Robinson encourages believers to go to the same person to get a haircut or go into the same gas station to pay for your gas.
“Pay at the pump kills evangelism,” Robinson said. “We are in such a hurry, Christians are cutting themselves off from the world. We, of all people, should be winsome.”
Spreading ‘The Story’
When J.D. Greear of The Summit Church in Durham recorded a video with David Platt, pastor of The Church at Brook Hills in Birmingham, Ala., about “The Story” materials, McCorkle said it went viral. A Tweet from Platt was shared at least 2,000 times.
“We were very fortunate that we were connected with key people,” McCorkle said.
At this point almost 600,000 booklets have been distributed in English, Spanish and German.
“‘The Story’ has really developed into something far beyond what we ever thought,” McCorkle said. “We’re actually characters in this drama. We’re actually living in ‘The Story.’”
This month, “The Story English Standard Version Bible” was released. Contributors from North Carolina include Robinson and Reid, along with Daniel Akin, Southeastern’s president; Greear; Jerome Gay, Vision Church, Raleigh; Tracy McKenzie, Southeastern; Tony Merida, Imago Dei Church and Southeastern; Benjamin Merkle, Southeastern; and Heath A. Thomas, Southeastern.
Part of sharing “The Story” is learning your part in it and how to tell that to others. “They’ll never really learn it until they craft it themselves,” McCorkle said.
Knowing the basic themes of creation, fall, rescue and restoration will help people engage others with the gospel, he said.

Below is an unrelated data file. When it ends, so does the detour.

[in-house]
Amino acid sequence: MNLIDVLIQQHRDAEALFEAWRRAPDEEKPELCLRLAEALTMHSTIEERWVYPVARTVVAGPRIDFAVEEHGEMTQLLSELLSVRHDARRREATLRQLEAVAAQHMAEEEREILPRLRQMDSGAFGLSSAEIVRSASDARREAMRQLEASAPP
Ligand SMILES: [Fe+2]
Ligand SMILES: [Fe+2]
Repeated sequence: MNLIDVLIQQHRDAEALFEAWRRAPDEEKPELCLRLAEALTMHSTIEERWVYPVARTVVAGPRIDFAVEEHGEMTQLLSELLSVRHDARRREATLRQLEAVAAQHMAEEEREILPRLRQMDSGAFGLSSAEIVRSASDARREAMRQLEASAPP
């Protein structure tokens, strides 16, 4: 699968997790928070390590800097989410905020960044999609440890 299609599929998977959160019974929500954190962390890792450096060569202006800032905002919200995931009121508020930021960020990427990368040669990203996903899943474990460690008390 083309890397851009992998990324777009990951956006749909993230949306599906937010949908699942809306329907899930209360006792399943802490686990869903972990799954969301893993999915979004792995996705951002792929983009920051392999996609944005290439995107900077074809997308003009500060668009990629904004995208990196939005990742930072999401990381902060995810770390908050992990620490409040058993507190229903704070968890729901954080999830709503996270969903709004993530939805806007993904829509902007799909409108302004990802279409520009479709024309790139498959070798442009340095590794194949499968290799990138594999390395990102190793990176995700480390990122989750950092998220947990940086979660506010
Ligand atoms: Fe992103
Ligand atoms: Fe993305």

“They will really see that this gospel flows along a plotline,” McCorkle said. “You can draw a person into it if you share it in a narrative form. That’s how Jesus did it. The story of Jesus is the underlying reality to which all the other stories point.”
As with any materials, “The Story” is going through another revision to streamline the training manual to make it quicker to disseminate. McCorkle estimates the new version will be finished in April.
Teaching ‘The Story’
Both Robinson and Reid are using “The Story” materials to teach their students – pastors, youth leaders or other church staff, missionaries and lay volunteers – at Southeastern.
Before the 2012 Southern Baptist Convention, Robinson took 24 students to participate in Crossover New Orleans, a ministry push leading up to the annual meeting. Those students saw more than 150 people come to faith using “The Story” training.
For information about the August training, contact [email protected] or (800) 395-5102, ext. 5563.